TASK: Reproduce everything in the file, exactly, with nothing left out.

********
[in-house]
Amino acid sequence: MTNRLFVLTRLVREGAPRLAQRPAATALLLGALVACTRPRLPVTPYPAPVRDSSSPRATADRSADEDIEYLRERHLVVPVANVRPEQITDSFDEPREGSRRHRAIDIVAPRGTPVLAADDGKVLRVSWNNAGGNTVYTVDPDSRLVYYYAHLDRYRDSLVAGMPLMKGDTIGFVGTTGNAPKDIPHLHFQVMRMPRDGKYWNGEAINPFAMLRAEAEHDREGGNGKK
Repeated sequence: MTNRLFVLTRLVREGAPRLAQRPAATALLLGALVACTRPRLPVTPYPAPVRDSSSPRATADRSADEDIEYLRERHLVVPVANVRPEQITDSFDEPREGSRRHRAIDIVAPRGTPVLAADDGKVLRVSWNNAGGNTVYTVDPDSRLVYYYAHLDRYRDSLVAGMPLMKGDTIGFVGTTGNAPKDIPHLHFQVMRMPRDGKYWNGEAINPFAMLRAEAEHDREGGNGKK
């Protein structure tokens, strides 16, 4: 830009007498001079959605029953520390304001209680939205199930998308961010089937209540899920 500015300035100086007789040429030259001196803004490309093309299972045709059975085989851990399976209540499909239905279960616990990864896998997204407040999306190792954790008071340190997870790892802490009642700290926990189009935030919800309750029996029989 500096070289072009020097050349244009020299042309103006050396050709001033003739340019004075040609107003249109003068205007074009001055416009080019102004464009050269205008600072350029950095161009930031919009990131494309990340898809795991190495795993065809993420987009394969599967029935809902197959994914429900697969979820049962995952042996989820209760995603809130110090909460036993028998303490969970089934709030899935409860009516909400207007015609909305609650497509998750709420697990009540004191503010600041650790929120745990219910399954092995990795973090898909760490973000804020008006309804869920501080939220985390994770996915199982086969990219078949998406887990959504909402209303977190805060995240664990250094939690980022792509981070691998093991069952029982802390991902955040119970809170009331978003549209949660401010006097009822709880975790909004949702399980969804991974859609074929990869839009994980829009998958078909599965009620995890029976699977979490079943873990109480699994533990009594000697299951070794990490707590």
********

[in-house]
Amino acid sequence: MTNRLFVLTRLVREGAPRLAQRPAATALLLGALVACTRPRLPVTPYPAPVRDSSSPRATADRSADEDIEYLRERHLVVPVANVRPEQITDSFDEPREGSRRHRAIDIVAPRGTPVLAADDGKVLRVSWNNAGGNTVYTVDPDSRLVYYYAHLDRYRDSLVAGMPLMKGDTIGFVGTTGNAPKDIPHLHFQVMRMPRDGKYWNGEAINPFAMLRAEAEHDREGGNGKK
Repeated sequence: MTNRLFVLTRLVREGAPRLAQRPAATALLLGALVACTRPRLPVTPYPAPVRDSSSPRATADRSADEDIEYLRERHLVVPVANVRPEQITDSFDEPREGSRRHRAIDIVAPRGTPVLAADDGKVLRVSWNNAGGNTVYTVDPDSRLVYYYAHLDRYRDSLVAGMPLMKGDTIGFVGTTGNAPKDIPHLHFQVMRMPRDGKYWNGEAINPFAMLRAEAEHDREGGNGKK
């Protein structure tokens, strides 16, 4: 830009007498001079959605029953520390304001209680939205199930998308961010089937209540899920 500015300035100086007789040429030259001196803004490309093309299972045709059975085989851990399976209540499909239905279960616990990864896998997204407040999306190792954790008071340190997870790892802490009642700290926990189009935030919800309750029996029989 500096070289072009020097050349244009020299042309103006050396050709001033003739340019004075040609107003249109003068205007074009001055416009080019102004464009050269205008600072350029950095161009930031919009990131494309990340898809795991190495795993065809993420987009394969599967029935809902197959994914429900697969979820049962995952042996989820209760995603809130110090909460036993028998303490969970089934709030899935409860009516909400207007015609909305609650497509998750709420697990009540004191503010600041650790929120745990219910399954092995990795973090898909760490973000804020008006309804869920501080939220985390994770996915199982086969990219078949998406887990959504909402209303977190805060995240664990250094939690980022792509981070691998093991069952029982802390991902955040119970809170009331978003549209949660401010006097009822709880975790909004949702399980969804991974859609074929990869839009994980829009998958078909599965009620995890029976699977979490079943873990109480699994533990009594000697299951070794990490707590």